By Evie Andreou
The creation of a modern pulmonary clinic in Kyperounda will help revive the Troodos area, the community’s leader Georgios Panayiotou said on Monday.
He was responding to last week’s announcement that a €2.5m state of the art pulmonary clinic will be added to the community’s existing tuberculosis sanatorium that dates back to 1936.
The new clinic will be set up in the old three-storey stone building that in the past was used as nurses’ sleeping quarters.
The announcement came around three years after the government decided a better-equipped TB sanatorium, with negative pressure rooms, was needed to comply with the World Health Organisation (WHO) requirements.
Currently, the sanatorium has 16 beds dedicated to TB patients, but due to the increase in TB cases in recent years patients have been forced to share rooms, which goes against WHO guidelines recommending one person per room. The sanatorium also needs negative pressure rooms, which are vital in combating and stopping the disease from spreading through the air.
“The new clinic will not only treat TB cases, but it will cover the needs of patients with various pulmonary diseases,” Panayiotou told the Cyprus Mail.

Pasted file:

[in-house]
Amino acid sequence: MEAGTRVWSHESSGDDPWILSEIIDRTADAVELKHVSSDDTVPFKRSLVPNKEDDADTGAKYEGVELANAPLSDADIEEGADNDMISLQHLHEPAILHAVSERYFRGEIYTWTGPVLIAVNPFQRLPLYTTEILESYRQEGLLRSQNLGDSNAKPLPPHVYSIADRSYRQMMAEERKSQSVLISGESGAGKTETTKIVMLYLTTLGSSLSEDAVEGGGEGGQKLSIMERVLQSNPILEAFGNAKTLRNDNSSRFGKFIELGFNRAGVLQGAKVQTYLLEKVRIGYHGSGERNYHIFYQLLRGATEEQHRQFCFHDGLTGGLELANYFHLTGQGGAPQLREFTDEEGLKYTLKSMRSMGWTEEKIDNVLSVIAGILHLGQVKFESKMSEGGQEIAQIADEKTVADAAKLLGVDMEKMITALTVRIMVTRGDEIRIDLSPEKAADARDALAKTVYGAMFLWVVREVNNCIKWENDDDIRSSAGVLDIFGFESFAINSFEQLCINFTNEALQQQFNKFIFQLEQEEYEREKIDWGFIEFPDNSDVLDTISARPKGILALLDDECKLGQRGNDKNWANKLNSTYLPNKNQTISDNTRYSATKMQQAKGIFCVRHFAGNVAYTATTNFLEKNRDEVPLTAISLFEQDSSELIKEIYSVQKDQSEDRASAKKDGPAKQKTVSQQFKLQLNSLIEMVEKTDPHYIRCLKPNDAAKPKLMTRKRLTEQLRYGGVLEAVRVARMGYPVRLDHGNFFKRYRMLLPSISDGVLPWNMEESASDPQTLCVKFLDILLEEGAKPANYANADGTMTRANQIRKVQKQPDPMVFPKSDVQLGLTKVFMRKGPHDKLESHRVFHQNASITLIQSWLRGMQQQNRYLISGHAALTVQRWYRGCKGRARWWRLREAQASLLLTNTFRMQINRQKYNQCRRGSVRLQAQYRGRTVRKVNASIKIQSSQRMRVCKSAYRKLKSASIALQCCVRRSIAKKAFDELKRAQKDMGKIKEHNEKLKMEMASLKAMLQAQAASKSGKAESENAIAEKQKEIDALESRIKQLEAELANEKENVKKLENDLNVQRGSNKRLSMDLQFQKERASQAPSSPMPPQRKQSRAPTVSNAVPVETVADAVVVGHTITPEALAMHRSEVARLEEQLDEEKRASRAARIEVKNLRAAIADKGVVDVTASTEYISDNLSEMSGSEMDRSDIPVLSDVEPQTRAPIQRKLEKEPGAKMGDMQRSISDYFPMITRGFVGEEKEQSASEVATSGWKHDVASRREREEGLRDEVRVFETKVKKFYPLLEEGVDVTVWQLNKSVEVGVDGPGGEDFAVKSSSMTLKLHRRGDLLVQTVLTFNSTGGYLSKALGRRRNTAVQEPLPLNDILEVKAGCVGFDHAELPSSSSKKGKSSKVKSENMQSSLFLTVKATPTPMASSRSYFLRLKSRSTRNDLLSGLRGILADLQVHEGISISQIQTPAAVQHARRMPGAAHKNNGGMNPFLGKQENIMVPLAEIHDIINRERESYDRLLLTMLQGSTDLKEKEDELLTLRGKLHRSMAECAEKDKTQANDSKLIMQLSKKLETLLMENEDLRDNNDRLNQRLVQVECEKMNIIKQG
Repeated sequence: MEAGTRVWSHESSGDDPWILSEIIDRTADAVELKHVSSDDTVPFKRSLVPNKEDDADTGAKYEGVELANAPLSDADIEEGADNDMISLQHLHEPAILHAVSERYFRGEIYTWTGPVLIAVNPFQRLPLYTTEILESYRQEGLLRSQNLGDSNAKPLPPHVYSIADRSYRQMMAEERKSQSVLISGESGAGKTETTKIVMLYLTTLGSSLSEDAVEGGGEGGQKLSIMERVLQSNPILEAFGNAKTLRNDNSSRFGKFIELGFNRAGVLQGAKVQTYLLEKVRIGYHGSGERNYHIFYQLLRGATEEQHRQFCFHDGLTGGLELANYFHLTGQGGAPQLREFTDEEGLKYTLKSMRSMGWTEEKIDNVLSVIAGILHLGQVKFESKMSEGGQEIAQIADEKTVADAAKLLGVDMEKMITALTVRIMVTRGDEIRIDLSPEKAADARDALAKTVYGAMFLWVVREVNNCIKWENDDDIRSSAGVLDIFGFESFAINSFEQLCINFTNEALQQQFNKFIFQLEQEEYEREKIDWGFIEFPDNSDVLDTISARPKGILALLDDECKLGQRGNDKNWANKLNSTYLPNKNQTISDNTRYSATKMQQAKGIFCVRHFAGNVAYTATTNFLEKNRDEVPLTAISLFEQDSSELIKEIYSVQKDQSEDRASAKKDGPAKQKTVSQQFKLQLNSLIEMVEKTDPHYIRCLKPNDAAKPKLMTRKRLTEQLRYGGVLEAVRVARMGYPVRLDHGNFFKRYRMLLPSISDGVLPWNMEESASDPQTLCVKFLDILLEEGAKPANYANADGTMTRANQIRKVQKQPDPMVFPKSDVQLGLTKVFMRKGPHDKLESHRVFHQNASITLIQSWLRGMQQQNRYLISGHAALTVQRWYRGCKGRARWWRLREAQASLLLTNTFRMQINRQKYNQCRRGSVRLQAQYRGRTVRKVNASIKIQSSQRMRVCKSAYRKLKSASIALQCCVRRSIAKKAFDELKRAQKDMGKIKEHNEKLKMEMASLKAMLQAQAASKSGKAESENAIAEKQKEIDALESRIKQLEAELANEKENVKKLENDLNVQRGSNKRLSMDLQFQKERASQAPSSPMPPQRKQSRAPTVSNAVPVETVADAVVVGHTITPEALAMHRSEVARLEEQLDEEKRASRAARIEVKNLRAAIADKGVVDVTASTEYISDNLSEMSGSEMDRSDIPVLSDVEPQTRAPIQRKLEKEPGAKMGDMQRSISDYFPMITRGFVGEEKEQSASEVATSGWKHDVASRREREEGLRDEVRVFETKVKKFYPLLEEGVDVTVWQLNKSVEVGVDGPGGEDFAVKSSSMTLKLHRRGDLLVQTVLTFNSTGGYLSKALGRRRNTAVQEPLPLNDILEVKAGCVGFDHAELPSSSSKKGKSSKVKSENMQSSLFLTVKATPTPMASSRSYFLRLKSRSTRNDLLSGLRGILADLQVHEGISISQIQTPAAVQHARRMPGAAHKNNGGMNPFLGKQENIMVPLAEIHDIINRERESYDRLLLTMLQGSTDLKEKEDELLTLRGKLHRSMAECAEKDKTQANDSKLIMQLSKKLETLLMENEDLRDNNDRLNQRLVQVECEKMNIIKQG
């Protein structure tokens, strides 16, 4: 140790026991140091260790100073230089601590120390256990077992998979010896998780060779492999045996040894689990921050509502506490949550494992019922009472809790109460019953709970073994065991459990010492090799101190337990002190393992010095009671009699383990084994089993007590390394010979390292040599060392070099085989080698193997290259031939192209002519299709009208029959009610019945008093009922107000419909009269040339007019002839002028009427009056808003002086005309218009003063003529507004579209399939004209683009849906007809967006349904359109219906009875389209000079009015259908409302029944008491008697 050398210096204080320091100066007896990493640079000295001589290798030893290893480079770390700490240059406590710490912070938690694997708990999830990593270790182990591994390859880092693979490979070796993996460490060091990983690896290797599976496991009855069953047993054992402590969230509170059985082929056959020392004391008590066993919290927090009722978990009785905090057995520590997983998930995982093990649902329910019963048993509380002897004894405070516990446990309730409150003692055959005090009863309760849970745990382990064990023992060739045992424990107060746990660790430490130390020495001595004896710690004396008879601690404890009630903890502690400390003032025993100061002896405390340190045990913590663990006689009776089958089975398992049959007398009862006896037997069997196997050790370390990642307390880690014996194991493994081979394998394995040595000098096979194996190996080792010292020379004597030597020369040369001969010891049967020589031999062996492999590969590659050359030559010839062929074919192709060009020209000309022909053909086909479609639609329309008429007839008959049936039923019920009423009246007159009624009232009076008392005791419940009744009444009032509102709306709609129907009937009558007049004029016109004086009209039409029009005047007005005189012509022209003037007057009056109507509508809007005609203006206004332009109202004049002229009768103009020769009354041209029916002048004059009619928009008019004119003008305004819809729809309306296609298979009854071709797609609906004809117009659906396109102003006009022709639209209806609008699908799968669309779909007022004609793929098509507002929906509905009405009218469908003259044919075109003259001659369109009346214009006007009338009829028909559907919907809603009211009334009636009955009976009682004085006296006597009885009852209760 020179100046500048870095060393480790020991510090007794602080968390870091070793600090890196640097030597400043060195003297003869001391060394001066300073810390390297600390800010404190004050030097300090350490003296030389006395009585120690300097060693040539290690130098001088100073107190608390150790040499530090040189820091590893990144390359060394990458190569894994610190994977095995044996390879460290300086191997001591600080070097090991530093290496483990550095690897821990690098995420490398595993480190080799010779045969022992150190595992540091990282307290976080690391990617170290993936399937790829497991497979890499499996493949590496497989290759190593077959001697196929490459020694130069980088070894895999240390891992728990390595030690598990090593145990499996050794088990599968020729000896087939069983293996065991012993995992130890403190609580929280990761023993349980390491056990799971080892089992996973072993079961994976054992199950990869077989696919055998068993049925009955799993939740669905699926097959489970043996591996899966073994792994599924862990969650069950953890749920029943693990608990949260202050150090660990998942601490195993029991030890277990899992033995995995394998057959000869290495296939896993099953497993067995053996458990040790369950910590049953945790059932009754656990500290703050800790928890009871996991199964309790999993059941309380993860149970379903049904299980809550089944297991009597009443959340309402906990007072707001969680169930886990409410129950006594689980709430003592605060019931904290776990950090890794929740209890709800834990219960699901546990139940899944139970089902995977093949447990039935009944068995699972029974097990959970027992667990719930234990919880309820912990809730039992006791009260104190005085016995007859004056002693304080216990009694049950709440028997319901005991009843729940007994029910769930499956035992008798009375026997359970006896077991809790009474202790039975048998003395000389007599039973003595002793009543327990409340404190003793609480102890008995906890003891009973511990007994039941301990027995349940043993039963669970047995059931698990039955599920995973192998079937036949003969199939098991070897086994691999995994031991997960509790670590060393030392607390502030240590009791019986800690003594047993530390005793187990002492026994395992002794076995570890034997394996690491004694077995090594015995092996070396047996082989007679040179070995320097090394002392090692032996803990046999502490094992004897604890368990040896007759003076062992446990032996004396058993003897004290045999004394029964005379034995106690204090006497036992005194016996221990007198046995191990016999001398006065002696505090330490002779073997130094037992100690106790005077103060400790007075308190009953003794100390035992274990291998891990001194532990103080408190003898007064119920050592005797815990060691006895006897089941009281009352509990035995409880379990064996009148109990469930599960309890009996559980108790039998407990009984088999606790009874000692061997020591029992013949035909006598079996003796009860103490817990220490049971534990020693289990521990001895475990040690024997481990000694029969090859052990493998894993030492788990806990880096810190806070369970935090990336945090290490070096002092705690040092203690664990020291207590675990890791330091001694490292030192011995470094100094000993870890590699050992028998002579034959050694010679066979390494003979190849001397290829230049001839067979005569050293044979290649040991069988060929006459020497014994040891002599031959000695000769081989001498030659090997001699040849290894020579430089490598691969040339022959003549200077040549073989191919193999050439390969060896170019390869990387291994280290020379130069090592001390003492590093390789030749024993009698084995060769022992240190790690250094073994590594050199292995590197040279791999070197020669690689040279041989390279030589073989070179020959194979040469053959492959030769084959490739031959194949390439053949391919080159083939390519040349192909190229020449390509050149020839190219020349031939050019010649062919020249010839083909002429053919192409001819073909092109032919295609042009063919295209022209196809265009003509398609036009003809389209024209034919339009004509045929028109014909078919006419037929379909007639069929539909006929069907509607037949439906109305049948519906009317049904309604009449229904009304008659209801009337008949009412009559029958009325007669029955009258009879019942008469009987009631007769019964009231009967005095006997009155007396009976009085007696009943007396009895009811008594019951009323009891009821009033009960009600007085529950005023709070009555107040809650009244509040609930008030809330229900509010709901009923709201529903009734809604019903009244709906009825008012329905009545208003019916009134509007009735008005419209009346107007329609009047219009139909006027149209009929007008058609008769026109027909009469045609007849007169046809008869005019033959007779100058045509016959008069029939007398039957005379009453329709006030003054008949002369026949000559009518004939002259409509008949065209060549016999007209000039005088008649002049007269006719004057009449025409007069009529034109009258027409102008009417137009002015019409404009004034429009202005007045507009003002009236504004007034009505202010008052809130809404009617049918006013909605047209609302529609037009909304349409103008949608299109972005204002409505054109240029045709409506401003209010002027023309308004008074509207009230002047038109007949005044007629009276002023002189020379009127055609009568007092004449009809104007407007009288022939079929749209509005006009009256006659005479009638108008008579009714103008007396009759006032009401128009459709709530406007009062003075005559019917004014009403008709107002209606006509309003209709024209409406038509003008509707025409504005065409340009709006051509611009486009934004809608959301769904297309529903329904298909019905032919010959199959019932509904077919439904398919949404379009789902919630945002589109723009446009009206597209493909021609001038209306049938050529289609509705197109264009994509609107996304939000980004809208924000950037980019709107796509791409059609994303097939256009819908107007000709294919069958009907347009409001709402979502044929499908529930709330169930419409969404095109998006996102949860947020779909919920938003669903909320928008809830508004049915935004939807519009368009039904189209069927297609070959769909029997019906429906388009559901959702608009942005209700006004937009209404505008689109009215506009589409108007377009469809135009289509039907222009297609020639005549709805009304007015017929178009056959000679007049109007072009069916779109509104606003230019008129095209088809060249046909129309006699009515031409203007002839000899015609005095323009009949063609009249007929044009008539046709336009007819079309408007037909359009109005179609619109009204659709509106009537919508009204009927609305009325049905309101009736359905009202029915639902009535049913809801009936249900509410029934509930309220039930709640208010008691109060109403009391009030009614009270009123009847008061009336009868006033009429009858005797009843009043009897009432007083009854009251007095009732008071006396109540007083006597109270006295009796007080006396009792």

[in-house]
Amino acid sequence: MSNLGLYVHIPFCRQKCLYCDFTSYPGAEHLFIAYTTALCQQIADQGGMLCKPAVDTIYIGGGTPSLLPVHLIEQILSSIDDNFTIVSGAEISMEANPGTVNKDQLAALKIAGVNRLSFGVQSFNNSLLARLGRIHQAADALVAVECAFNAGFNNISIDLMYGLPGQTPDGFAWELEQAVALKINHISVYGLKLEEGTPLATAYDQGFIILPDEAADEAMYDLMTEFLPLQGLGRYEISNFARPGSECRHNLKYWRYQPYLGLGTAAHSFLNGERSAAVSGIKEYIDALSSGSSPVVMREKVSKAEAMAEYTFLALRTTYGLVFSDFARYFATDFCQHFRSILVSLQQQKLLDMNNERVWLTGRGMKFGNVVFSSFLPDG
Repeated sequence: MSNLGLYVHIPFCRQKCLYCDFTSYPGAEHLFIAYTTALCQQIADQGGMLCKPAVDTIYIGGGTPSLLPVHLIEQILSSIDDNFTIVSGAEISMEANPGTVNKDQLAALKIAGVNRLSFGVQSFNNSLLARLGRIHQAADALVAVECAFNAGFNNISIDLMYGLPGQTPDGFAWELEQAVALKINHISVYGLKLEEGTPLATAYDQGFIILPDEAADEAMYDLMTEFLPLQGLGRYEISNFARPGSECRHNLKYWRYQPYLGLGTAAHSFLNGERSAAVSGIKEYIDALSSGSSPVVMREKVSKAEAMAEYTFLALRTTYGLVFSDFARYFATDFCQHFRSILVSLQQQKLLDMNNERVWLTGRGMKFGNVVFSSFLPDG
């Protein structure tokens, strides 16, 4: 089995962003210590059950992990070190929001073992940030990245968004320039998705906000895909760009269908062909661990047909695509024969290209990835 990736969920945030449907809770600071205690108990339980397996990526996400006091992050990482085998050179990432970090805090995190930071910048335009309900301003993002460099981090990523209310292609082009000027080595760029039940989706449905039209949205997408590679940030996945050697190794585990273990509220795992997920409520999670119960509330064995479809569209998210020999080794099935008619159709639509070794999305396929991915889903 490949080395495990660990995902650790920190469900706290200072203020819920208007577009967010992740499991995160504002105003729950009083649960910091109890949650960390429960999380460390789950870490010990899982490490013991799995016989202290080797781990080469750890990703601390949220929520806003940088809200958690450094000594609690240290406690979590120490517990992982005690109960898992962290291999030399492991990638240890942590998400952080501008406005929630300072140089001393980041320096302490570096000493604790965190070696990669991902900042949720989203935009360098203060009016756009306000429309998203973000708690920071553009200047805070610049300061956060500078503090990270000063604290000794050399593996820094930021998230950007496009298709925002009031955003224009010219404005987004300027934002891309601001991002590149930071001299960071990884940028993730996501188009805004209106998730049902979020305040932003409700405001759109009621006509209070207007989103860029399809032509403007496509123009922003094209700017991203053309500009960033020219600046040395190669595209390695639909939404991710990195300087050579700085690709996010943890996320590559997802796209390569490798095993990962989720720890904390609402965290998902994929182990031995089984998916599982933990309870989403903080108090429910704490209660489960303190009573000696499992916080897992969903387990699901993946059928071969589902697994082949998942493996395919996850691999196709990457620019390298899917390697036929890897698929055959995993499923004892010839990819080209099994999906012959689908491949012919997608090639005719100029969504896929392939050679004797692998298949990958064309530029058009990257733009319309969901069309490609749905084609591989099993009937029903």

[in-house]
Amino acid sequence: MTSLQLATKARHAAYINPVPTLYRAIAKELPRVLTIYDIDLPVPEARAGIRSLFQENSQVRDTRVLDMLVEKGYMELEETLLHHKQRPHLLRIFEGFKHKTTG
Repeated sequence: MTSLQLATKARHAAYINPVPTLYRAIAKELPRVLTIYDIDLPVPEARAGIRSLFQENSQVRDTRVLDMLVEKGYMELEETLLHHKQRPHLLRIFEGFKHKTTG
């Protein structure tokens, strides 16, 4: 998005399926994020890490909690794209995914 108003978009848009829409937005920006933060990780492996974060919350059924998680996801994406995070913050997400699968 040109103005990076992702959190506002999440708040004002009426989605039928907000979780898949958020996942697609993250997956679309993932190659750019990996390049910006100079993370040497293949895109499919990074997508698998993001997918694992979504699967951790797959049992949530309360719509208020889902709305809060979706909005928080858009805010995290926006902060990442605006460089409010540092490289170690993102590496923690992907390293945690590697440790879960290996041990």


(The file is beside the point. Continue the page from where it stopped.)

In the early 1970s a pathology clinic was also set up in the same building as the sanatorium. Today the hospital with a 26 bed capacity, serves the wider Troodos area of around 84 communities, Panayiotou said.
“At last, the government was convinced that the hospital needs to be upgraded,” Panayiotou said.
He added that if works begin in May or June, the pulmonary clinic will be up and running within 15 months, while there are also plans to upgrade the hospital’s emergency room, aiming to provide better service to the communities’ residents and visitors.
Plans for the pulmonary clinic have already attracted the interest of the private and state universities’ medical schools he said.
“They have expressed the wish for the clinic to become a university hospital for medical students to do their practice and specialisations.”
There has also been interest on behalf of private companies to build a rehabilitation centre close to the hospital.
“This will attract medical tourism,” Panayiotou said.
The community leader said all these plans would help revive the Troodos communities, as new jobs will be created and younger workers encouraged to stay in the area.
But he warned that it was imperative that construction on the Limassol-Trimiklini road go ahead. The project has been delayed by the economic crisis.
At the moment, Panayiotou said, the travelling time from Kyperounda to Limassol, can take up to an hour and a half as the road is narrow and cars get stuck behind buses and lorries.
“With the Limassol-Trimiklini road, it will take around 20 minutes, so people can easily live in Kyperounda and drive to Limassol to work,” he said.